UPV University in Spain
Department of Computer Science and Artificial Intelligence
University of the Basque Country UPV/EHU, Spain
Jose A. Lozano received the PhD in computer science in 1998 and currently is full professor in the Department of Computer Science and Artificial Intelligence at the University of the Basque Country UPV/EHU (Spain) where he leads since 2005 the Intelligent Systems Group. His research interests ranged over several areas of computer science, particularly metaheuristic optimization, probabilistic graphical models and machine learning and their application to problems in biomedicine, bioinformatics, ecology and risk analysis, to name a few. Prof. Lozano has published more than 100 ISI journal papers receiving his works more than 9100 citations in google scholar. He is currently associate editor of IEEE Trans. on Neural Networks and Learning Systems and IEEE Trans. Evolutionary Computation and member of the editorial board of Evolutionary Computation journal, memetic computing and several other journals on computational intelligence.
The literature around machine learning has recently seen many problems that depart from the standard supervised classification problem. In these problems the common structure of a supervised dataset where there is a label associated to each instance is broken: an instance can have several labels, a label is assigned to a subset of instances, etc. These problems present different degrees of uncertainty in learning but also in prediction. In this talk we will provide a taxonomy of non-standard machine learning problems illustrating each of them with case examples. We will also elaborate on how to learn classifiers in these scenarios, how to evaluate them and finally we will point out to some results on PAC learning on these problems.
Tilburg School of Economics and Management
Department of Management
Tilburg University, Netherlands
Prof. Michael (Mike) Papazoglou is a highly acclaimed academic with noteworthy experience in areas of education, research and leadership pertaining to computer science, information systems, service-engineering, cloud computing, and digital manufacturing. He holds the Chair of Computer Science and is the executive director of European Research Institute in Service Science (ERISS) at Tilburg University. He is noted as one of the original promulgators of ‘service-oriented computing’ and was the scientific director of the acclaimed EU Network of Excellence in Software Systems and Services (S-CUBE). He is renowned for establishing local ‘pockets of research excellence’ in service science and engineering in several European countries, China, Australia and the Middle East. Papazoglou is an author of the most highly cited papers in the area of service engineering and Web services worldwide with a record of publishing 25 (authored and edited) books, and over 200 prestigious peer-refereed papers along with approx. 17,000 citations (H-index factor 52). He is a distinguished/honorary professor with an exemplary teaching and R&D record at 11 universities around the globe. He is the founder and editor-in-charge of the MIT Press book series on Information Systems as well as the founder and editor-in-charge of the Springer-Verlag book series on Service Science. His expertise is in the areas of Distributed Systems, Service Oriented Computing, Cloud Computing, Data Engineering and Federated Databases, IoT, Software Engineering, Model Driven Architectures, and Smart Applications, such as Smart Cities and Smart Manufacturing.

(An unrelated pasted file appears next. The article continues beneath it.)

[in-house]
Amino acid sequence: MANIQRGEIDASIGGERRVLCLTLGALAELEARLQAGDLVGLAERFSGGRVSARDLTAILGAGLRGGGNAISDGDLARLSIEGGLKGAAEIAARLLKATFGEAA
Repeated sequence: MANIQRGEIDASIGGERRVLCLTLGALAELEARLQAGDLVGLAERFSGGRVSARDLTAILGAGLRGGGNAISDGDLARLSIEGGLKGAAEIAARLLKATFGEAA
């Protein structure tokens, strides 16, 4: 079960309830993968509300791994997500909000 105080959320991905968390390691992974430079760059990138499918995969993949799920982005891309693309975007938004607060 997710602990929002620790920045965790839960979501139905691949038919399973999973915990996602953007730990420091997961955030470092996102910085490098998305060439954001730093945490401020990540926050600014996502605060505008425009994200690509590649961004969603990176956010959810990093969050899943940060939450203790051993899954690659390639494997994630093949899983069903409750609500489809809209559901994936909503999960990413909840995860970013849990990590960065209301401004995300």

Smart data systems and applications support the processing and integration of data into a unified view from disparate big data sources, sensors and devices in the Internet of Things, social platforms, and databases, whether on-premises or cloud, and software-as-a- service applications to enable more effective decision making. The decisive criterion here is not necessarily the amount of data available, but smart content techniques that promote not only the collection and accumulation of related data, but also its context, and understanding. This requires discovering associations between the data, prioritizing results, finding useful insights, discovering patterns and trends within the data to reveal a wider picture that is more relevant to the problem in hand and react to them. The mechanisms that convert stale data to smart data focus on knowledge-based meta-data representation techniques that structure and associate the data sets and content, annotate them, link them with associated processes and software services, and deliver or syndicate information to recipients.
Smart Industrial-Purpose Applications are a new generation of software applications that combine the benefits of smart data and advanced analytics to help organizations manage their resources (including humans), data, sensors, processes and systems more efficiently. They promise to bring greater speed and efficiency to industries as diverse as smart agriculture, smart cities, smart manufacturing, and smart healthcare delivery where they can provide meaningful insights to decision makers and help them solve complex problems.
This talk will focus on the role, characteristics, potential of smart data and applications for diverse domains, and their enabling technologies. To illustrate the potential of smart data and applications, the talk will draw on examples that highlight the interplay of medical and technical aspects of smart healthcare applications. Smart healthcare involves deploying computing, information, service, sensor and visualization technologies to aid in preventing disease, improving the quality of care and lowering overall cost. The talk will also examine the design and deployment requirements, particularly for point -of-care medical applications, which emerge from the interplay of the actual clinical situation and the novelty of the smart healthcare application.